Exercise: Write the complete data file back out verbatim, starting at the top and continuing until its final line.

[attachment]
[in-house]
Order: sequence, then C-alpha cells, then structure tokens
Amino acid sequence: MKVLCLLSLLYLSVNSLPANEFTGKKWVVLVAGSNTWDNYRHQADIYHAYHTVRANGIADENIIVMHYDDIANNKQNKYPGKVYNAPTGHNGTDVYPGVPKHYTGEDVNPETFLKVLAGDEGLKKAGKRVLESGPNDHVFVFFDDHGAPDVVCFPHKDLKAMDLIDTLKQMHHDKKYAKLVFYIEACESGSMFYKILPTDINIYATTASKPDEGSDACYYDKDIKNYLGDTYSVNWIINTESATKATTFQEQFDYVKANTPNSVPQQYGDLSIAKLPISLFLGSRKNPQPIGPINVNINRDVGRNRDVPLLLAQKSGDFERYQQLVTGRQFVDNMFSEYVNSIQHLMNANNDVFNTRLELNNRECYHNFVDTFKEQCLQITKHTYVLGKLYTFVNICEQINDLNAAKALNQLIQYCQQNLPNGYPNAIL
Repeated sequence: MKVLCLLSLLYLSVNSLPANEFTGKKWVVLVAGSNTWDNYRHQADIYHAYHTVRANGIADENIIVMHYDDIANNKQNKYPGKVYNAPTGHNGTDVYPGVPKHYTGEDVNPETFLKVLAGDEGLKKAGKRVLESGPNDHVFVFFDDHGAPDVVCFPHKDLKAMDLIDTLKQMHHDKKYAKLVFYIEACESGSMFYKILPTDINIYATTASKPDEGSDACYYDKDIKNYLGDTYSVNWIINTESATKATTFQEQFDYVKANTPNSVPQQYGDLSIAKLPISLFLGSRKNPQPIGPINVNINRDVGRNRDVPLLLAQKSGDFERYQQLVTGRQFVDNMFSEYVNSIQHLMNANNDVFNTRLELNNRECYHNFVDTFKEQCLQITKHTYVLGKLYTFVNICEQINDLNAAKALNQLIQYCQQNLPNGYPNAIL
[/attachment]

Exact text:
[in-house]
Order: sequence, then C-alpha cells, then structure tokens
Amino acid sequence: MKVLCLLSLLYLSVNSLPANEFTGKKWVVLVAGSNTWDNYRHQADIYHAYHTVRANGIADENIIVMHYDDIANNKQNKYPGKVYNAPTGHNGTDVYPGVPKHYTGEDVNPETFLKVLAGDEGLKKAGKRVLESGPNDHVFVFFDDHGAPDVVCFPHKDLKAMDLIDTLKQMHHDKKYAKLVFYIEACESGSMFYKILPTDINIYATTASKPDEGSDACYYDKDIKNYLGDTYSVNWIINTESATKATTFQEQFDYVKANTPNSVPQQYGDLSIAKLPISLFLGSRKNPQPIGPINVNINRDVGRNRDVPLLLAQKSGDFERYQQLVTGRQFVDNMFSEYVNSIQHLMNANNDVFNTRLELNNRECYHNFVDTFKEQCLQITKHTYVLGKLYTFVNICEQINDLNAAKALNQLIQYCQQNLPNGYPNAIL
Repeated sequence: MKVLCLLSLLYLSVNSLPANEFTGKKWVVLVAGSNTWDNYRHQADIYHAYHTVRANGIADENIIVMHYDDIANNKQNKYPGKVYNAPTGHNGTDVYPGVPKHYTGEDVNPETFLKVLAGDEGLKKAGKRVLESGPNDHVFVFFDDHGAPDVVCFPHKDLKAMDLIDTLKQMHHDKKYAKLVFYIEACESGSMFYKILPTDINIYATTASKPDEGSDACYYDKDIKNYLGDTYSVNWIINTESATKATTFQEQFDYVKANTPNSVPQQYGDLSIAKLPISLFLGSRKNPQPIGPINVNINRDVGRNRDVPLLLAQKSGDFERYQQLVTGRQFVDNMFSEYVNSIQHLMNANNDVFNTRLELNNRECYHNFVDTFKEQCLQITKHTYVLGKLYTFVNICEQINDLNAAKALNQLIQYCQQNLPNGYPNAIL